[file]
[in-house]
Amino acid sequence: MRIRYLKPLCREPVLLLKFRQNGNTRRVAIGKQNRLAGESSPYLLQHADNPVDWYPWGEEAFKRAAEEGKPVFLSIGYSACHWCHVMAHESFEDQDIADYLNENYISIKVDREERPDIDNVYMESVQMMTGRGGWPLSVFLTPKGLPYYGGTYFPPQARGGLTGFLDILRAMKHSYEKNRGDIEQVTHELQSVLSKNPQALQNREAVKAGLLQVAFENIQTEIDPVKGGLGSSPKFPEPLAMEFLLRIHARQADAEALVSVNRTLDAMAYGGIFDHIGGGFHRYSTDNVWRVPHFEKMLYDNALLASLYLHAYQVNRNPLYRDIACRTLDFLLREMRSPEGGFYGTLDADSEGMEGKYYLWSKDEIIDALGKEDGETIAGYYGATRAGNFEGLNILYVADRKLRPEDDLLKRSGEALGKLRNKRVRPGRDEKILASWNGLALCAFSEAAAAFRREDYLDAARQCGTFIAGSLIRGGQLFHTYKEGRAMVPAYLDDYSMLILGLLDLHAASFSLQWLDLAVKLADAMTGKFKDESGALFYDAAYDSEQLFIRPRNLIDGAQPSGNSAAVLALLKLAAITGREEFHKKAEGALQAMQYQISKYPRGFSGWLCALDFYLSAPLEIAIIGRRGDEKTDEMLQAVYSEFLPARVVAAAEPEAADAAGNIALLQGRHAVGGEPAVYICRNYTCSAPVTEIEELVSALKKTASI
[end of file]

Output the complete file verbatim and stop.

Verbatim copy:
[in-house]
Amino acid sequence: MRIRYLKPLCREPVLLLKFRQNGNTRRVAIGKQNRLAGESSPYLLQHADNPVDWYPWGEEAFKRAAEEGKPVFLSIGYSACHWCHVMAHESFEDQDIADYLNENYISIKVDREERPDIDNVYMESVQMMTGRGGWPLSVFLTPKGLPYYGGTYFPPQARGGLTGFLDILRAMKHSYEKNRGDIEQVTHELQSVLSKNPQALQNREAVKAGLLQVAFENIQTEIDPVKGGLGSSPKFPEPLAMEFLLRIHARQADAEALVSVNRTLDAMAYGGIFDHIGGGFHRYSTDNVWRVPHFEKMLYDNALLASLYLHAYQVNRNPLYRDIACRTLDFLLREMRSPEGGFYGTLDADSEGMEGKYYLWSKDEIIDALGKEDGETIAGYYGATRAGNFEGLNILYVADRKLRPEDDLLKRSGEALGKLRNKRVRPGRDEKILASWNGLALCAFSEAAAAFRREDYLDAARQCGTFIAGSLIRGGQLFHTYKEGRAMVPAYLDDYSMLILGLLDLHAASFSLQWLDLAVKLADAMTGKFKDESGALFYDAAYDSEQLFIRPRNLIDGAQPSGNSAAVLALLKLAAITGREEFHKKAEGALQAMQYQISKYPRGFSGWLCALDFYLSAPLEIAIIGRRGDEKTDEMLQAVYSEFLPARVVAAAEPEAADAAGNIALLQGRHAVGGEPAVYICRNYTCSAPVTEIEELVSALKKTASI